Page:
You might think someone with a body that hurts all the time would try as much as possible to forget that they have a body. I’ve tried. But I don’t have the luxury of existing as if I am a vessel for my big, important brain, because in the middle of every conversation, every test, every class, every night dancing in a dark, crowded room, my body insists: Look. You live here. You’re breathing. Your heart’s beating. You’re hurting. Be gentle. Don’t forget.
None of us can ignore the reality of our bodies now. We’ve been uprooted from the place where our bodies were told to live, and we have to find a way to house these bodies in a different place. In this place, we will see and touch only the people who share our place. Some of these places are like mine: warm, full of food, just not where I wanted to be. Many are not that way.
And deep down, those of us who have the luxury of worrying about our classes and our dorms, our brains and our stuff, are worried about something much more frightening.
A cough. A fever. Not being able to catch your breath. No ventilators. Watching it happen to the body of someone you love. Watching it happen to your body.
Lungs filling up like rising floodwaters, coming for your home this time. No one to carry you gently to safety.
I believe in the validity of all grief, even as the least-gentle parts of my brain look at my underclassmen friends and think, at least you’ll get a senior spring. It’s okay to count the losses even when your losses are smaller than other people’s. It’s okay if you got really lucky and are still really sad.
I got really lucky and am still really sad.
But the reason I lost all that I’ve worked toward for eight years is that, if I hadn’t—if I had gotten to sleep more nights a few feet from the person I’ve slept next to for four years, if I had gotten to perform that play we’d worked so hard on, or that concert we’d spent weeks preparing, if I had gotten to worship with my beloved community again, or gotten to throw my cap in the air on a hot day in May, if I had gotten to hold my chosen family close one more time—more people would die. More lungs would fill up. More ventilators wouldn’t come. More people would lose the people who mean everything to them. More bodies would stop breathing.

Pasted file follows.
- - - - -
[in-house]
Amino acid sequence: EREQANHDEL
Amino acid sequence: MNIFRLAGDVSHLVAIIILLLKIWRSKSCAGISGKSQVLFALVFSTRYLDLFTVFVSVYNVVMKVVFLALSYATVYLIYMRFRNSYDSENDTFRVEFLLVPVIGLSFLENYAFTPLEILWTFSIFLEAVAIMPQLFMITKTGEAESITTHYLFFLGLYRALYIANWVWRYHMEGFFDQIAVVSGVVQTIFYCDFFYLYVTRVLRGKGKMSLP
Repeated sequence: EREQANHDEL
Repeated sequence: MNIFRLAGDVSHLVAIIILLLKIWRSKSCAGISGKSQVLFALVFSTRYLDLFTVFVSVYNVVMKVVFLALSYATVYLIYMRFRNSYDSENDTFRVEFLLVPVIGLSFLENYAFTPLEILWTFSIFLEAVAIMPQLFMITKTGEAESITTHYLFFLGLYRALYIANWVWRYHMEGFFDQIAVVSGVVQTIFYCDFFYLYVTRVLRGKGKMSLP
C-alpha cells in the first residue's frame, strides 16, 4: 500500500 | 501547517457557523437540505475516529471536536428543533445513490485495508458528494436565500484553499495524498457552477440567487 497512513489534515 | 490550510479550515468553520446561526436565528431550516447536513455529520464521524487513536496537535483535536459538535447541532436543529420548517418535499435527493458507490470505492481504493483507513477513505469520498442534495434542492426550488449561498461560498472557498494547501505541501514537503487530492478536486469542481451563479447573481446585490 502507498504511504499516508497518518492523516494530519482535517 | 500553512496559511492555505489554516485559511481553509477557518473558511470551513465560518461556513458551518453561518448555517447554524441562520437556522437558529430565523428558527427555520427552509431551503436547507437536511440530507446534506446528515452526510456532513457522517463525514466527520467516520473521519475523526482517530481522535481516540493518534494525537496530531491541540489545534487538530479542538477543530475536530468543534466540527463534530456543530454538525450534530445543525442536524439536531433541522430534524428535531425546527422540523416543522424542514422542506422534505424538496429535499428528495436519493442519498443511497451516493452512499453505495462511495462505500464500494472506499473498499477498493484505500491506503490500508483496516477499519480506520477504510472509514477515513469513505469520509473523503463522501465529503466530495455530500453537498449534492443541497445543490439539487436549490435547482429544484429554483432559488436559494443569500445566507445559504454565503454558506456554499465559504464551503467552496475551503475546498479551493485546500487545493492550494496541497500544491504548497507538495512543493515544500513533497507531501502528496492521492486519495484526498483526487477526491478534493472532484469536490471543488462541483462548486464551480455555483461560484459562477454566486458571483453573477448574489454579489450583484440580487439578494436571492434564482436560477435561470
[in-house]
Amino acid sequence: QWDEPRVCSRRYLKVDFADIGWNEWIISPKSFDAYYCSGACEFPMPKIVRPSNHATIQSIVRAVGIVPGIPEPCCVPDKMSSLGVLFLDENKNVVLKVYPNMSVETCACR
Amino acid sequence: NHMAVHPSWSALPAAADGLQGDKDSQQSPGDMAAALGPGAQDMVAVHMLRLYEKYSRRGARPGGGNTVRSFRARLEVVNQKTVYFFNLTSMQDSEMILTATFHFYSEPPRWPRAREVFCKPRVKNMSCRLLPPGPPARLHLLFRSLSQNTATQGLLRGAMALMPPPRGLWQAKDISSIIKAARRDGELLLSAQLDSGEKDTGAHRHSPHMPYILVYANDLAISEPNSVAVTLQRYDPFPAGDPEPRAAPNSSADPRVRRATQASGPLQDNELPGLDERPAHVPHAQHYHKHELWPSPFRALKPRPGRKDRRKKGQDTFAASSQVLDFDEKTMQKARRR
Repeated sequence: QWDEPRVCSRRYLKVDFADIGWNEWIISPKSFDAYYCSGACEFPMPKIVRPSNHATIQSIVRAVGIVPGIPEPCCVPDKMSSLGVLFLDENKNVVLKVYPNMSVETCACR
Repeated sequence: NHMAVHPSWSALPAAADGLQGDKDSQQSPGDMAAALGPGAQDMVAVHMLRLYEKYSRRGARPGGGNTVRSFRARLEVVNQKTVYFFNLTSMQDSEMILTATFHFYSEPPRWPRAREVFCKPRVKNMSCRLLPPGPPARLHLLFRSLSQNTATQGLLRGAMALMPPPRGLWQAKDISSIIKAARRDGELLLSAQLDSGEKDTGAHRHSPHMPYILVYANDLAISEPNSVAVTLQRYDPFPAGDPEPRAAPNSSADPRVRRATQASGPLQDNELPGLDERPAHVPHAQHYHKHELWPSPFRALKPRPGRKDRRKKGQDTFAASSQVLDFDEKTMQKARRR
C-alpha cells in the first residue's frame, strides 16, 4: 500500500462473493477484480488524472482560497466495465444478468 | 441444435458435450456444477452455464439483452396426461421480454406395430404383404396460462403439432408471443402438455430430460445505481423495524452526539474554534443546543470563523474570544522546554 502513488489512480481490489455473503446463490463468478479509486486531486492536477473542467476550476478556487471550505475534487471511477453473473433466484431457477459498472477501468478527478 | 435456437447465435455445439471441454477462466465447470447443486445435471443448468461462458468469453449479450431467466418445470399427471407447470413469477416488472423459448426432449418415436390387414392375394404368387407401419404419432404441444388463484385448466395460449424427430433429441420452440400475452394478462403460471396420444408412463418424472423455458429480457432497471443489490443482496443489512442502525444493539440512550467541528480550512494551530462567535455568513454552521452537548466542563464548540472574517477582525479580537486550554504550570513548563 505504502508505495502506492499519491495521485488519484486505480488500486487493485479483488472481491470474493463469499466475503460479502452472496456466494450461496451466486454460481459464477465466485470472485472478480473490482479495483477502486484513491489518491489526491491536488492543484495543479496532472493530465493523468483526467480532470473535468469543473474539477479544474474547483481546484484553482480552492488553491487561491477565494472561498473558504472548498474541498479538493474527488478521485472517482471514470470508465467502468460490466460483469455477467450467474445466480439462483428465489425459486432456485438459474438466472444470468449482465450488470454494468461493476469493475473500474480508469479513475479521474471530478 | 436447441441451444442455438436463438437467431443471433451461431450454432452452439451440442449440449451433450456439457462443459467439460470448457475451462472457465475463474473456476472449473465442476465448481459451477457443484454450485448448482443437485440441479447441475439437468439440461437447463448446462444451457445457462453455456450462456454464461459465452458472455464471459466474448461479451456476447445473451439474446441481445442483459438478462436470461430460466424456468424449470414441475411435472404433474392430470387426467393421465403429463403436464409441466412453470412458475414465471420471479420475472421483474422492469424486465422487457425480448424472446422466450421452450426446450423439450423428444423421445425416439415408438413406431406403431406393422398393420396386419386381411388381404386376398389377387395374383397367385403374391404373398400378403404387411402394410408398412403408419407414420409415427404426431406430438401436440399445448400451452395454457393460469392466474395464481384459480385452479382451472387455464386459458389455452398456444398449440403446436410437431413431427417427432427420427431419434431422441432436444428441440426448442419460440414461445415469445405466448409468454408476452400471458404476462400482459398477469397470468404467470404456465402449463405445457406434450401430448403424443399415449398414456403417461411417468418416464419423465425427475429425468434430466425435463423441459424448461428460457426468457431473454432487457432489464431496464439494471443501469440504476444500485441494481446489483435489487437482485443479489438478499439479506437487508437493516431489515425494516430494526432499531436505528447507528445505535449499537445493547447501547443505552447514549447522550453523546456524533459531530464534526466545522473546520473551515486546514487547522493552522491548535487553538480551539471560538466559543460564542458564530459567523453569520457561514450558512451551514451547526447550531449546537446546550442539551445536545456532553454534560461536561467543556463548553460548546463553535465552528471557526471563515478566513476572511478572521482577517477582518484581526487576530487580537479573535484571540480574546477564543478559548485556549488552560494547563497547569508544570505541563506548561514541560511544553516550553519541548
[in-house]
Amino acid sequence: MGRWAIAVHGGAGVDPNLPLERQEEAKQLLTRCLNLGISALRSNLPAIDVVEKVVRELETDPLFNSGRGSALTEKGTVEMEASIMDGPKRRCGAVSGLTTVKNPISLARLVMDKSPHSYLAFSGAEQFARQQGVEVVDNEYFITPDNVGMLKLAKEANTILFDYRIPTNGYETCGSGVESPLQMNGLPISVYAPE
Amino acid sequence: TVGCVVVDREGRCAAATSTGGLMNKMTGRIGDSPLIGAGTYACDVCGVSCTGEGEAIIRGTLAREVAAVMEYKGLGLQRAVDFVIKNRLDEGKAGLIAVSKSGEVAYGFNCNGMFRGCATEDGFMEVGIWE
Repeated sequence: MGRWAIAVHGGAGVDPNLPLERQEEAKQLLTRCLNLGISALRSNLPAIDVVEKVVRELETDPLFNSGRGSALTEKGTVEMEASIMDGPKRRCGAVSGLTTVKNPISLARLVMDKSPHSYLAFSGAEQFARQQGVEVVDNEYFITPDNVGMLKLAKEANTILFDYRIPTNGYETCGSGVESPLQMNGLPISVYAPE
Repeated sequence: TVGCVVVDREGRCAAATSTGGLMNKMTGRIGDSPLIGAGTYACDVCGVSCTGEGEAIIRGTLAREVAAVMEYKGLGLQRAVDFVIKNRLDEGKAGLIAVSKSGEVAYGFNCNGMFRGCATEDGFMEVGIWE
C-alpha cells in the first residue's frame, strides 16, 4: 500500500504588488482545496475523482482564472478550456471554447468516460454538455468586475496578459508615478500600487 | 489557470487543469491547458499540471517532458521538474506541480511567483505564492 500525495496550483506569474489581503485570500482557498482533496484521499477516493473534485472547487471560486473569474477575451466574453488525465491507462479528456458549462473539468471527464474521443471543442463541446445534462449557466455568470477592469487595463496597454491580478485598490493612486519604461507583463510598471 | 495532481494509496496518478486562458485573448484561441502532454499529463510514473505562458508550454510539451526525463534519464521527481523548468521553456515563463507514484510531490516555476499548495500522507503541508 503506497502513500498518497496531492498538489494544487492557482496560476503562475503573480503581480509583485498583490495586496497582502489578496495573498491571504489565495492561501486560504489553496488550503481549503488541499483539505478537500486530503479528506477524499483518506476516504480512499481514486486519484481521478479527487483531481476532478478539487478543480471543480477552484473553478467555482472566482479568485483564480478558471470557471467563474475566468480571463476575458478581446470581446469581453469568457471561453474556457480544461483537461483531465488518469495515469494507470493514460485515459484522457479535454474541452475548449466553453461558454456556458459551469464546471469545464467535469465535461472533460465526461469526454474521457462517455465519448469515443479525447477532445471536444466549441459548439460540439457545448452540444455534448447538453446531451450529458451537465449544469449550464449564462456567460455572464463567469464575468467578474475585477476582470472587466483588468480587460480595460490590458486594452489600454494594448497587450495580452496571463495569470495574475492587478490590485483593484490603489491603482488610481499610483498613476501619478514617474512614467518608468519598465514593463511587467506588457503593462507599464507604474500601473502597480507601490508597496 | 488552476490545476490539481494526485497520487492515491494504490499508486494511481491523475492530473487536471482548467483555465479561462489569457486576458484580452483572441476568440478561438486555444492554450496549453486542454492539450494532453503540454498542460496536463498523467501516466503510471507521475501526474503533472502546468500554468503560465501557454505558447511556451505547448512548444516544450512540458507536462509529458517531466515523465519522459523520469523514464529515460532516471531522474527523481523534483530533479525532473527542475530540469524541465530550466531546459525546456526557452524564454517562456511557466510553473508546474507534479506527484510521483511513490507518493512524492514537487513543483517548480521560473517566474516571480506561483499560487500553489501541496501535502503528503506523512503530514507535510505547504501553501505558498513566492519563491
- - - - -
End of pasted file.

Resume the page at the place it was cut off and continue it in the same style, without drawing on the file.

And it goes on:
A few nights ago, after my very sweet father asked me for the fourth time in two minutes if I needed help opening a wine bottle, after I told him that I am twenty-two years old and have been in college for four years, I know how to open a wine bottle (but with some decidedly un-gentle swear words), after I had gotten in the bathtub with a glass of that wine and began to weep about how I shouldn’t lash out at my parents, how I should have stayed in Div Cafe longer on Friday morning, should have packed a pair of shorts, should have hugged my best friend goodbye, I took a deep breath and put my head underwater. There was the strangest sound.
Thump thump thump.
Is my mom walking down the hallway in heels? Is someone hammering something under the house? Should I be worried? Who is making this sound?
Thump thump thump.
My heart. It was my heartbeat. Loud and fast and insistent.
Look. You live here. You’re breathing.
Be gentle. Don’t forget.
Liddy Grantland is *sobs* a Trinity senior. Her column, “feel your feelings,” runs on alternate Tuesdays.